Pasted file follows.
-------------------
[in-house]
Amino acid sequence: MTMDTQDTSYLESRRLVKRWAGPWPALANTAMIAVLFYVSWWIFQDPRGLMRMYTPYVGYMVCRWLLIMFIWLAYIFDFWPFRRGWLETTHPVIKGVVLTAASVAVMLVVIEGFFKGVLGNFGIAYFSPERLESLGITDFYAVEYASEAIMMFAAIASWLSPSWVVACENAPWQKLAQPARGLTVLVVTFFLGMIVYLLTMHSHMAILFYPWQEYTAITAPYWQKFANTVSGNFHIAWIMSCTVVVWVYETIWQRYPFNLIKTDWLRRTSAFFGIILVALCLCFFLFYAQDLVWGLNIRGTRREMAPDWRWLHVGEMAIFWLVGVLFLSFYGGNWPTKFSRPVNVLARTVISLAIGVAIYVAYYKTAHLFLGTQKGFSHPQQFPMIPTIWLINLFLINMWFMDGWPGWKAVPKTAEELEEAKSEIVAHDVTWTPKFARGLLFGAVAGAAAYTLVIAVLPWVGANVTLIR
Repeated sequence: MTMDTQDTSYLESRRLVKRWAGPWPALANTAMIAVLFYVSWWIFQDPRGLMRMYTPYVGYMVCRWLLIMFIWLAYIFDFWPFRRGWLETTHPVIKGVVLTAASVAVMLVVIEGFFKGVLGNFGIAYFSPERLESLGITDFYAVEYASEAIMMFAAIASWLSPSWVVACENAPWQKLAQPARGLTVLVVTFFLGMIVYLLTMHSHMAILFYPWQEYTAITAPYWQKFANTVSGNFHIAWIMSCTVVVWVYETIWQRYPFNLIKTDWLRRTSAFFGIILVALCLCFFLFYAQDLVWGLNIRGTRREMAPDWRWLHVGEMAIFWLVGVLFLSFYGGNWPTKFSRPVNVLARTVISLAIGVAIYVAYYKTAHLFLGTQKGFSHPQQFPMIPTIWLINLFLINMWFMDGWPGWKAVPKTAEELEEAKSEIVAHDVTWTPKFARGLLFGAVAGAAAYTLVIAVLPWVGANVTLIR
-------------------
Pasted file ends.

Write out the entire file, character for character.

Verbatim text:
[in-house]
Amino acid sequence: MTMDTQDTSYLESRRLVKRWAGPWPALANTAMIAVLFYVSWWIFQDPRGLMRMYTPYVGYMVCRWLLIMFIWLAYIFDFWPFRRGWLETTHPVIKGVVLTAASVAVMLVVIEGFFKGVLGNFGIAYFSPERLESLGITDFYAVEYASEAIMMFAAIASWLSPSWVVACENAPWQKLAQPARGLTVLVVTFFLGMIVYLLTMHSHMAILFYPWQEYTAITAPYWQKFANTVSGNFHIAWIMSCTVVVWVYETIWQRYPFNLIKTDWLRRTSAFFGIILVALCLCFFLFYAQDLVWGLNIRGTRREMAPDWRWLHVGEMAIFWLVGVLFLSFYGGNWPTKFSRPVNVLARTVISLAIGVAIYVAYYKTAHLFLGTQKGFSHPQQFPMIPTIWLINLFLINMWFMDGWPGWKAVPKTAEELEEAKSEIVAHDVTWTPKFARGLLFGAVAGAAAYTLVIAVLPWVGANVTLIR
Repeated sequence: MTMDTQDTSYLESRRLVKRWAGPWPALANTAMIAVLFYVSWWIFQDPRGLMRMYTPYVGYMVCRWLLIMFIWLAYIFDFWPFRRGWLETTHPVIKGVVLTAASVAVMLVVIEGFFKGVLGNFGIAYFSPERLESLGITDFYAVEYASEAIMMFAAIASWLSPSWVVACENAPWQKLAQPARGLTVLVVTFFLGMIVYLLTMHSHMAILFYPWQEYTAITAPYWQKFANTVSGNFHIAWIMSCTVVVWVYETIWQRYPFNLIKTDWLRRTSAFFGIILVALCLCFFLFYAQDLVWGLNIRGTRREMAPDWRWLHVGEMAIFWLVGVLFLSFYGGNWPTKFSRPVNVLARTVISLAIGVAIYVAYYKTAHLFLGTQKGFSHPQQFPMIPTIWLINLFLINMWFMDGWPGWKAVPKTAEELEEAKSEIVAHDVTWTPKFARGLLFGAVAGAAAYTLVIAVLPWVGANVTLIR